Most chondroitin appears to be made from extracts of cartilaginous cow and pig tissues and pig ear and nose, but other sources such as shark, fish and bird cartilage, are also used.
Chondroitin is regulated in the U.S. as a dietary supplement by the Food and Drug Administration. Which results in no guarantees that the product is correctly labelled. There are no mandatory standards for formulation.
Origin: Chondroitin is a component of human connective tissues found in cartilage and bone. In supplements, chondroitin sulfate usually comes from bovine trachea or pork by-products.
Dosage: Capsules, tablets and powder; 800 mg to 1,200 mg daily in two to four divided doses. Often combined with glucosamine. Allow up to one month to notice effect.
Claims: Reduces pain and inflammation, improves joint function and slows progression of OA.
What we know: Believed to enhance the shock-absorbing properties of collagen and block enzymes that break down cartilage. Helps cartilage retain water and may reverse cartilage loss when used with glucosamine.
Studies: A large NIH trial of glucosamine and chondroitin showed that the supplements are more effective for decreasing pain when combined than alone. A study of 300 people with knee OA who received either chondroitin alone or placebo showed that chondroitin may slow progression of knee OA. A review of more than a dozen studies showed significant improvement in pain and inflammation and improved joint function. Some taking it are able to decrease NSAID dosage.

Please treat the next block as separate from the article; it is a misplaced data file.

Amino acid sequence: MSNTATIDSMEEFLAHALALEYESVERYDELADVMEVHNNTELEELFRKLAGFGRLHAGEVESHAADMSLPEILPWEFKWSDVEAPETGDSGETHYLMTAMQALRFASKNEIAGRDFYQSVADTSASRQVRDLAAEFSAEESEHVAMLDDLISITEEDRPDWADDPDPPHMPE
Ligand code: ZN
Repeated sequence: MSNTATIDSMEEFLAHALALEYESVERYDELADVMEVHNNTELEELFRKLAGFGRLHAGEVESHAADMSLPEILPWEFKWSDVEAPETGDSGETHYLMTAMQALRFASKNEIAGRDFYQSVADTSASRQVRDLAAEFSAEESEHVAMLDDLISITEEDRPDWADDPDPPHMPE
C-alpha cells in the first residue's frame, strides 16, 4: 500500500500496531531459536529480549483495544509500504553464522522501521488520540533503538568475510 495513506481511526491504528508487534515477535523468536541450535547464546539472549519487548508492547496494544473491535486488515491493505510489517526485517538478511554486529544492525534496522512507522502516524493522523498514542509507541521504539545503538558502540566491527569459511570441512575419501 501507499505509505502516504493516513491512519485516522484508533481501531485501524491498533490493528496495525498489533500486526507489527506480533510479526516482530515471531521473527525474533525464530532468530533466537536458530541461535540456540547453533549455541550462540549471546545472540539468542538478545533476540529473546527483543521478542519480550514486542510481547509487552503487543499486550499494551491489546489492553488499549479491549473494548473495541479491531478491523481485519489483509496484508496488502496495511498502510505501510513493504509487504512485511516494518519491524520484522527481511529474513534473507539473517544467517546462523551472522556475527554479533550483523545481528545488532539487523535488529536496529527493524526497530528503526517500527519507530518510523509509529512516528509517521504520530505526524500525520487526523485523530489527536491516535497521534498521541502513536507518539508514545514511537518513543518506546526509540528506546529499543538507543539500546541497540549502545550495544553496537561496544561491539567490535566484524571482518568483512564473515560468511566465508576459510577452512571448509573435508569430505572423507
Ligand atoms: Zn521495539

Some chondroitin tablets may contain high levels of manganese, which may be problematic with long-term use. Because chondroitin is made from bovine products, there is the remote possibility of contamination associated with mad cow disease. Chondroitin taken with blood-thinning medication like NSAIDs may increase the risk of bleeding. If you are allergic to sulfonamides, start with a low dose of chondroitin sulfate and watch for any side effects. Other side effects include diarrhea, constipation and abdominal pain. ~Arthritis Foundation.
The European League Against Rheumatism (EULAR) committee recently granted chondroitin sulfate a level of toxicity of 6 in a 0-100 scale, confirming it is one of the safest drugs for osteoarthritis. It's safety is supported by an absence of drug-drug interactions and the lack of safe alternatives for patients multi-medicated for osteoarthritis and other accompanying diseases, e.g. diabetes, hypertension, hyperlipidemia, etc.
If you are not sure whether to take this supplement or not, ask your health care-giver. He can answer your questions and give guidance and directions.
At times, when not knowing what to do, pray, ask God. He will give you answers, guidance and directions to the doors He opens.
1 Corinthians 2:10 But God has revealed them to us through His Spirit. For the Spirit searches all things, yes, the deep things of God.